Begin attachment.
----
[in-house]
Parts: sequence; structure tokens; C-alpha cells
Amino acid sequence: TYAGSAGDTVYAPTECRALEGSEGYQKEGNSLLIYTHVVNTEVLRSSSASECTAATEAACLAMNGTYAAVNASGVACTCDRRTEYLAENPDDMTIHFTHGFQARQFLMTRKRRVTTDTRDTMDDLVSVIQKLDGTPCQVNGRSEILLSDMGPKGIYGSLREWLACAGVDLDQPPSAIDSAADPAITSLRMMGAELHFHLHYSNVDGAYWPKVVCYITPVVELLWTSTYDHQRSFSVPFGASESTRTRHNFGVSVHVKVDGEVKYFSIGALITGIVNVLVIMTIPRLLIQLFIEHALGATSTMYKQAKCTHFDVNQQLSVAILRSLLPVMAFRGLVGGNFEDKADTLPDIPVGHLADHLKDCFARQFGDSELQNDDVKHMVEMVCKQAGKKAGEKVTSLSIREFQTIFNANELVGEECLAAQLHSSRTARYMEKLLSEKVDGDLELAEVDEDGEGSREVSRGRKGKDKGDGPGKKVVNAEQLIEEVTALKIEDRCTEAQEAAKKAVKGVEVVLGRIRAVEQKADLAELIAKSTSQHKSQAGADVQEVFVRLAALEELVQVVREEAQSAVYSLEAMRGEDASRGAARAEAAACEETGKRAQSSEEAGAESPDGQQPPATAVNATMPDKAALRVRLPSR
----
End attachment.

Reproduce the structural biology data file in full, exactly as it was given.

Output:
[in-house]
Parts: sequence; structure tokens; C-alpha cells
Amino acid sequence: TYAGSAGDTVYAPTECRALEGSEGYQKEGNSLLIYTHVVNTEVLRSSSASECTAATEAACLAMNGTYAAVNASGVACTCDRRTEYLAENPDDMTIHFTHGFQARQFLMTRKRRVTTDTRDTMDDLVSVIQKLDGTPCQVNGRSEILLSDMGPKGIYGSLREWLACAGVDLDQPPSAIDSAADPAITSLRMMGAELHFHLHYSNVDGAYWPKVVCYITPVVELLWTSTYDHQRSFSVPFGASESTRTRHNFGVSVHVKVDGEVKYFSIGALITGIVNVLVIMTIPRLLIQLFIEHALGATSTMYKQAKCTHFDVNQQLSVAILRSLLPVMAFRGLVGGNFEDKADTLPDIPVGHLADHLKDCFARQFGDSELQNDDVKHMVEMVCKQAGKKAGEKVTSLSIREFQTIFNANELVGEECLAAQLHSSRTARYMEKLLSEKVDGDLELAEVDEDGEGSREVSRGRKGKDKGDGPGKKVVNAEQLIEEVTALKIEDRCTEAQEAAKKAVKGVEVVLGRIRAVEQKADLAELIAKSTSQHKSQAGADVQEVFVRLAALEELVQVVREEAQSAVYSLEAMRGEDASRGAARAEAAACEETGKRAQSSEEAGAESPDGQQPPATAVNATMPDKAALRVRLPSR